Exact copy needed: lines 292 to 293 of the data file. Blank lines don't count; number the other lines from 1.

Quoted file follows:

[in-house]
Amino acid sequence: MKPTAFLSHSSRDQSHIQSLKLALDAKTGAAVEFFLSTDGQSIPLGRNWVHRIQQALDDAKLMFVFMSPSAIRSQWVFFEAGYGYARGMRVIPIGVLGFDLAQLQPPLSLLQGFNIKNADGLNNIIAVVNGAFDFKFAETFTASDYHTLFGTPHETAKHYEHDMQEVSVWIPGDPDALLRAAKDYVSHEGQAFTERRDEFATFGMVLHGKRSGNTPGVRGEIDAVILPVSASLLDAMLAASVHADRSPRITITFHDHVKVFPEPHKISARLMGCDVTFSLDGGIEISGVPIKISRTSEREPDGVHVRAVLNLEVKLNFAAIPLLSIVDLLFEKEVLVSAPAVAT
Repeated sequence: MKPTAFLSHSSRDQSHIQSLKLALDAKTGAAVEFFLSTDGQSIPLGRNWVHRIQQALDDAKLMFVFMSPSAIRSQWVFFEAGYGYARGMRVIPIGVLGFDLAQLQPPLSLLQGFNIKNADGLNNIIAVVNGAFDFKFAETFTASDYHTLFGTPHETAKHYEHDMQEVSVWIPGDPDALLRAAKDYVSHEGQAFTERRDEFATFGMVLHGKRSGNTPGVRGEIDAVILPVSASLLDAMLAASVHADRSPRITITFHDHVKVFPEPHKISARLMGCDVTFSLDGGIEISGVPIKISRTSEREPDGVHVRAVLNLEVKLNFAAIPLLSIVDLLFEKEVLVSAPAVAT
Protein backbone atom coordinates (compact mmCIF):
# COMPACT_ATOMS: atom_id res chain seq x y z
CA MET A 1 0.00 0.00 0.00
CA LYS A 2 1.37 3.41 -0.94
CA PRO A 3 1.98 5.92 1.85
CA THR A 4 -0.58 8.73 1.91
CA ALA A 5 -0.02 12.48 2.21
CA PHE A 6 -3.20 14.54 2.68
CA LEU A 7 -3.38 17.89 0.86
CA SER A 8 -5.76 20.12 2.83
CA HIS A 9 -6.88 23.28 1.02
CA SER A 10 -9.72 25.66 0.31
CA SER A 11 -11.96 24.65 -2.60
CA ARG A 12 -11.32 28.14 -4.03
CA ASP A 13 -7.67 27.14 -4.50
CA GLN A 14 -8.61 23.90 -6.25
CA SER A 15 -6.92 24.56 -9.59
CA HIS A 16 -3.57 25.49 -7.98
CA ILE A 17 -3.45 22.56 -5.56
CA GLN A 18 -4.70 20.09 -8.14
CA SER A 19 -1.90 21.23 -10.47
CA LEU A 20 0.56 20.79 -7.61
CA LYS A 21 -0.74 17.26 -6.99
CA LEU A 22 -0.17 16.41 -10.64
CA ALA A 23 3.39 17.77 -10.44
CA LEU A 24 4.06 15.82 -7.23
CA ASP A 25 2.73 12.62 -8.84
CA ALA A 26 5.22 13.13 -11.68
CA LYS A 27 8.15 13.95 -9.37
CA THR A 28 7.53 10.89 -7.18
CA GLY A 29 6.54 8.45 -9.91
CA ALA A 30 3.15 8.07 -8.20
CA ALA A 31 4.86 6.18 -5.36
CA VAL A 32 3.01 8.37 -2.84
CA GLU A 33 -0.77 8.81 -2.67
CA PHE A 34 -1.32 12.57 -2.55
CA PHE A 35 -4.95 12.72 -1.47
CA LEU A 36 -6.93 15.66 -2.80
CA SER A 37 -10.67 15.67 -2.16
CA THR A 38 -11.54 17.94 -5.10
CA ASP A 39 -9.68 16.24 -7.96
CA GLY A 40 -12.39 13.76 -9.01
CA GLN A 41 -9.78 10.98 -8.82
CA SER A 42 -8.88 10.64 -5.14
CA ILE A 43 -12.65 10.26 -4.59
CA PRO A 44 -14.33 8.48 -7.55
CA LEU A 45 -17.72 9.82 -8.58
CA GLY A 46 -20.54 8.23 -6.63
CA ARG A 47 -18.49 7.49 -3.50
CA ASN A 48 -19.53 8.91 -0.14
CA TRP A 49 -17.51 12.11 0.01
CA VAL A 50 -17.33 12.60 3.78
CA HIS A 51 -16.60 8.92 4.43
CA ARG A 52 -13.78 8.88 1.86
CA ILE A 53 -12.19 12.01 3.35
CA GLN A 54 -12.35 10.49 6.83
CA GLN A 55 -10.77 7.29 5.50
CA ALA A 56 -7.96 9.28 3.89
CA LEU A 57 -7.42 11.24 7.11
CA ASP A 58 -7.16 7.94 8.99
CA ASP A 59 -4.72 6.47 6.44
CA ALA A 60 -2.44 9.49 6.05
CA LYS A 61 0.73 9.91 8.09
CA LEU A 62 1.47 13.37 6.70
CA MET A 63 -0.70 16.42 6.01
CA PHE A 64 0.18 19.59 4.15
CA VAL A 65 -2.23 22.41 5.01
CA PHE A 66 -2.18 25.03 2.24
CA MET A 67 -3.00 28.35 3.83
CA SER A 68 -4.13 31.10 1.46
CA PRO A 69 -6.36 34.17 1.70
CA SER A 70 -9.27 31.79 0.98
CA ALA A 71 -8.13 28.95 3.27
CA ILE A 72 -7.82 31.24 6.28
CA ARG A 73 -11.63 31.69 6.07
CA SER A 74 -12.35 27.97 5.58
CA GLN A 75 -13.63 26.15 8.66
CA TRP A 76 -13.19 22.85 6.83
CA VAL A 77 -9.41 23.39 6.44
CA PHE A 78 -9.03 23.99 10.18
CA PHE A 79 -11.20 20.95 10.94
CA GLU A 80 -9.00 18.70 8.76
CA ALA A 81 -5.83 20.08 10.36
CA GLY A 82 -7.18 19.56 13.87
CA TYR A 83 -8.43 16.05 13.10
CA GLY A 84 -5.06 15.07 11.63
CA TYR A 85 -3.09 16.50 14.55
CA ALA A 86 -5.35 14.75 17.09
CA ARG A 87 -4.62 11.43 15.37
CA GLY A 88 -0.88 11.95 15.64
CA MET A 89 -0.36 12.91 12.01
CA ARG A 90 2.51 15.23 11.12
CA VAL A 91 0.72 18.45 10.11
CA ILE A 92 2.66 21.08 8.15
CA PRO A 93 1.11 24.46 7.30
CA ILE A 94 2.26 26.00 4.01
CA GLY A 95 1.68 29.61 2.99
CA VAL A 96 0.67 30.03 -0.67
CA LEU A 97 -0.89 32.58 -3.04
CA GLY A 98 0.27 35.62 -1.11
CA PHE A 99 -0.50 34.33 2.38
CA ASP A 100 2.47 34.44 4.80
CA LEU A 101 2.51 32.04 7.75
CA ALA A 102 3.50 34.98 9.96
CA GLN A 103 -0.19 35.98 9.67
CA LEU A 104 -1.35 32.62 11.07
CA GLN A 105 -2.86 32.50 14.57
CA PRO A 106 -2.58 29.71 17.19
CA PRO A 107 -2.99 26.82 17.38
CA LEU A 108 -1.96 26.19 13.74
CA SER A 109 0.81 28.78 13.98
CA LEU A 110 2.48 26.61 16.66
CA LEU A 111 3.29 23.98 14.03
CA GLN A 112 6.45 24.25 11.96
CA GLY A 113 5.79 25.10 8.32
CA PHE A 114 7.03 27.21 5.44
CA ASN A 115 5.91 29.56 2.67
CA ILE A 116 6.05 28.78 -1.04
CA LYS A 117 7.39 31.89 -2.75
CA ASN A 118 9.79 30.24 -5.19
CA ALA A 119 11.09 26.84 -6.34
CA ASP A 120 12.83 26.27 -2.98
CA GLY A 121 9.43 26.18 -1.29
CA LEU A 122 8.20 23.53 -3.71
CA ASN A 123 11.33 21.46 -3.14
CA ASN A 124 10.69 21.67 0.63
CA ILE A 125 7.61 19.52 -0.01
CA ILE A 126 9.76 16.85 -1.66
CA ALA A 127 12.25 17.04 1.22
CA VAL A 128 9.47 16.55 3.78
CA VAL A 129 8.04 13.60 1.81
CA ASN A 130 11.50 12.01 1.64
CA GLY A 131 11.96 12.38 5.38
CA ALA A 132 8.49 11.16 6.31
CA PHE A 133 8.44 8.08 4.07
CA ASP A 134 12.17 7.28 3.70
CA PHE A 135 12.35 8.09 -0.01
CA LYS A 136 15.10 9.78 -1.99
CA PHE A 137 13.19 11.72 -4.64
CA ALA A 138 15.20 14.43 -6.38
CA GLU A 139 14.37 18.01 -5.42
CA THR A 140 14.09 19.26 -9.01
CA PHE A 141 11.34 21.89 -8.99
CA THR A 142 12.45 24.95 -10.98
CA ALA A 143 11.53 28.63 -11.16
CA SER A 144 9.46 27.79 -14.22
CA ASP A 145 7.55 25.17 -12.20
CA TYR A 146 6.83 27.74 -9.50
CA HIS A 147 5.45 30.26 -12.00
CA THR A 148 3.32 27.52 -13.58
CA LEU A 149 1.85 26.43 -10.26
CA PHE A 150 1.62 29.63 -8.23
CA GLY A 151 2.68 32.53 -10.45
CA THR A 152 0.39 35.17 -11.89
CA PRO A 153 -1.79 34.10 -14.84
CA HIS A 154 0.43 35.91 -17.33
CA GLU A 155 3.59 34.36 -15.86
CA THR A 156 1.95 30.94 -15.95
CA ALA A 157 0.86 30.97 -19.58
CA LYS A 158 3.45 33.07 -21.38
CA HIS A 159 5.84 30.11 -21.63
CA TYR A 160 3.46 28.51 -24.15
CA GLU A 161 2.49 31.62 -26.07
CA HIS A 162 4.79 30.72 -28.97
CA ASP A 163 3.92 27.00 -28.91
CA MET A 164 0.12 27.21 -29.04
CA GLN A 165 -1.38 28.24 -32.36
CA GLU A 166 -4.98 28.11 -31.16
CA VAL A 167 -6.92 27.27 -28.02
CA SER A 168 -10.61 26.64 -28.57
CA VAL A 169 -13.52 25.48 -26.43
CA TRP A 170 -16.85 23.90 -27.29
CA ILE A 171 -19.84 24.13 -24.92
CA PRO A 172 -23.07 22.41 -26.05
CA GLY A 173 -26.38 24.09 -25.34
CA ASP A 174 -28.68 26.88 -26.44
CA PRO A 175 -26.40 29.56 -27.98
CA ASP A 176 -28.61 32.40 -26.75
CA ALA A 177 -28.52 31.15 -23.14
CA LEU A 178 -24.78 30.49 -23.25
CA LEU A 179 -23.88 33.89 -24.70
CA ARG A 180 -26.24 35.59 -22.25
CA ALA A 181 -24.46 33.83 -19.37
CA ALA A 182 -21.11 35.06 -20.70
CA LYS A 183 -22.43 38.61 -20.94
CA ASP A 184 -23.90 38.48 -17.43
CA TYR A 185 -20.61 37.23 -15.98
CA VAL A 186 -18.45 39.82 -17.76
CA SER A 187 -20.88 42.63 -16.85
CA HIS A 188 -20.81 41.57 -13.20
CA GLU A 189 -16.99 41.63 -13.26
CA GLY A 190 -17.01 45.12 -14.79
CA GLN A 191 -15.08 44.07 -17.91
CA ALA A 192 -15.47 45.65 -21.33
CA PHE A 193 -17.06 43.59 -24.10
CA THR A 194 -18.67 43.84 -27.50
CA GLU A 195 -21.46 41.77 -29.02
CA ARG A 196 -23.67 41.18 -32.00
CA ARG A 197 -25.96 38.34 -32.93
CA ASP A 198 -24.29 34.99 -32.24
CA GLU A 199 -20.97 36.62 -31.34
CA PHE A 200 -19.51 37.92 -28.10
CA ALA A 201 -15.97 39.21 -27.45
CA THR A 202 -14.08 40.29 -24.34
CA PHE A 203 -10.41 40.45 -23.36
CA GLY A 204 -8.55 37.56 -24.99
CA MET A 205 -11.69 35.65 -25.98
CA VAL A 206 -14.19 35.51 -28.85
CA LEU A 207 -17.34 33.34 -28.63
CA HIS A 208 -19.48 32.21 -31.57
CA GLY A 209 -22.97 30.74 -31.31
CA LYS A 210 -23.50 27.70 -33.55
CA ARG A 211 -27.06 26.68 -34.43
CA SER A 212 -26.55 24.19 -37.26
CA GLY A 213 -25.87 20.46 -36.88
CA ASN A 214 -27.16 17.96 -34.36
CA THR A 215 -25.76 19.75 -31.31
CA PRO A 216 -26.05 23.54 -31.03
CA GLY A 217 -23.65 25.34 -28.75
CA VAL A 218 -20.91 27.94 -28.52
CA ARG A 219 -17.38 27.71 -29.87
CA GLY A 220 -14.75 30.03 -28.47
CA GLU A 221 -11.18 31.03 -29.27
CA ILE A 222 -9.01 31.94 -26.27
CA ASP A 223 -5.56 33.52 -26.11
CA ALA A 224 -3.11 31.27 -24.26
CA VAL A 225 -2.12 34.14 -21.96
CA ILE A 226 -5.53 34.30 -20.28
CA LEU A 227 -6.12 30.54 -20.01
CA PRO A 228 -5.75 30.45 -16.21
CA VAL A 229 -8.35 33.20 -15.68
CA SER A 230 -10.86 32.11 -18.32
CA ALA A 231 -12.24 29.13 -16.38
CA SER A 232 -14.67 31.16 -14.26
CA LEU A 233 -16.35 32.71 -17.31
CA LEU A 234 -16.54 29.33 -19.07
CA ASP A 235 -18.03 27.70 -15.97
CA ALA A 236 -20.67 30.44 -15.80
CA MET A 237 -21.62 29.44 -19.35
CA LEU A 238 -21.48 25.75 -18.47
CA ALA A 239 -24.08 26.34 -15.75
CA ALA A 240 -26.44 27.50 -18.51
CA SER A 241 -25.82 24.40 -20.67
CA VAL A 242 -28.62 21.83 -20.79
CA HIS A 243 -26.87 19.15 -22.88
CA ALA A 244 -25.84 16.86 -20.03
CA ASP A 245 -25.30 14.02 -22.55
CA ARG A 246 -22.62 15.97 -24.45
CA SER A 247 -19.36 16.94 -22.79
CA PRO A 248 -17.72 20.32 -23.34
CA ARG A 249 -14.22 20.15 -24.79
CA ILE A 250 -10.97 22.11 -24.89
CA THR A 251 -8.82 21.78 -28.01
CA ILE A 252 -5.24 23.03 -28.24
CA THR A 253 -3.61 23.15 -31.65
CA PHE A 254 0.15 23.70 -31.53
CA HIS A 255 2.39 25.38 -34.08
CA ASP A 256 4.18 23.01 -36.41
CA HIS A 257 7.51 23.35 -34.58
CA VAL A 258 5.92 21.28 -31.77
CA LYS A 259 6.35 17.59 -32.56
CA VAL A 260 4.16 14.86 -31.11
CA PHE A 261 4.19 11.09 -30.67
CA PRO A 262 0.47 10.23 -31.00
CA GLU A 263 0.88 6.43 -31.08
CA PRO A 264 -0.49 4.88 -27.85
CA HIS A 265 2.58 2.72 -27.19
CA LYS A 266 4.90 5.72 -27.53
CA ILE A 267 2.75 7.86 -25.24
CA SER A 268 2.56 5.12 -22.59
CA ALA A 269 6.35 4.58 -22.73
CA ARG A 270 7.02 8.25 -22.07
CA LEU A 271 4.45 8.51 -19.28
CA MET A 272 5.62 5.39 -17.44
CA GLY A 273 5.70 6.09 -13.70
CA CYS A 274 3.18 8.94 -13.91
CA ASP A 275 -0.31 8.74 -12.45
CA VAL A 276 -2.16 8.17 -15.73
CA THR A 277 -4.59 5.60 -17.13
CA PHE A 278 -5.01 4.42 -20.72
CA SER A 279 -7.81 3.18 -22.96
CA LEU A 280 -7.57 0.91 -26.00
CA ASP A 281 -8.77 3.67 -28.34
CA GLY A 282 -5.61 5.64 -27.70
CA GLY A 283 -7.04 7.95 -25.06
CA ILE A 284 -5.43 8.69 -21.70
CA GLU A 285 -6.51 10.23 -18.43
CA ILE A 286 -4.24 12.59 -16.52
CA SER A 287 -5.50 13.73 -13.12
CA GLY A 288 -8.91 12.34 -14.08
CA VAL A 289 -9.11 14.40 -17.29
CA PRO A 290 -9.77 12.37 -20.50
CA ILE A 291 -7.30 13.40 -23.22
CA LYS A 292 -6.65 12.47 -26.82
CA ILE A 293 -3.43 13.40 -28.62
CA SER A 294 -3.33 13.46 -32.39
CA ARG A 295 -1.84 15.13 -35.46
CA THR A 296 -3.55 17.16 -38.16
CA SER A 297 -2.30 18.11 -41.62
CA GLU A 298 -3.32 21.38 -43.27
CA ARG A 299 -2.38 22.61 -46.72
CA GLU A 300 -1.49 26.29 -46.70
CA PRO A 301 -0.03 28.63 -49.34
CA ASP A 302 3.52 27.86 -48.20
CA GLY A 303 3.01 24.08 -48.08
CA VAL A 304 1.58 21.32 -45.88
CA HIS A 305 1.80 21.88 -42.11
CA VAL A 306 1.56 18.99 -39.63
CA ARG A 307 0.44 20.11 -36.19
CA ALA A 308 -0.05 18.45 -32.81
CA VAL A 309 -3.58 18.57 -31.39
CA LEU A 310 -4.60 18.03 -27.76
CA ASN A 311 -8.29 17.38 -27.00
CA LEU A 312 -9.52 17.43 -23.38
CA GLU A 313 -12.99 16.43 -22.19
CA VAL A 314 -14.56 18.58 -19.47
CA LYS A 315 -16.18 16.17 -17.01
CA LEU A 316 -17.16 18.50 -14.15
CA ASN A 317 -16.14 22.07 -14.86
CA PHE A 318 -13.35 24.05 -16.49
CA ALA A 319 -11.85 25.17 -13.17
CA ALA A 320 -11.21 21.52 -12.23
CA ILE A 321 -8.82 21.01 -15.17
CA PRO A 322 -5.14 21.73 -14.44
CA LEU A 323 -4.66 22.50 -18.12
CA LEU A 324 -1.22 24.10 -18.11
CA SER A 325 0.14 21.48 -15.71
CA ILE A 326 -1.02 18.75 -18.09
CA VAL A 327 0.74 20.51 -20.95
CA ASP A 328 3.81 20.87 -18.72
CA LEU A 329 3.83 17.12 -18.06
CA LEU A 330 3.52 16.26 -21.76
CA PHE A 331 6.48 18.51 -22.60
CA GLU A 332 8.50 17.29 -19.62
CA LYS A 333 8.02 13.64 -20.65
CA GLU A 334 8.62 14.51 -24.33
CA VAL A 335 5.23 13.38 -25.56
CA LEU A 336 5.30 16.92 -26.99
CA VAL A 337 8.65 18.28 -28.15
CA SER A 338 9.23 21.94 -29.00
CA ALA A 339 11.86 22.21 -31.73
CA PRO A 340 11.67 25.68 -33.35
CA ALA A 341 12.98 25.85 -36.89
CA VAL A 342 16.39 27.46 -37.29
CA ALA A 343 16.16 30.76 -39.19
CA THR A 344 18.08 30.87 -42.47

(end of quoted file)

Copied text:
CA SER A 287 -5.50 13.73 -13.12
CA GLY A 288 -8.91 12.34 -14.08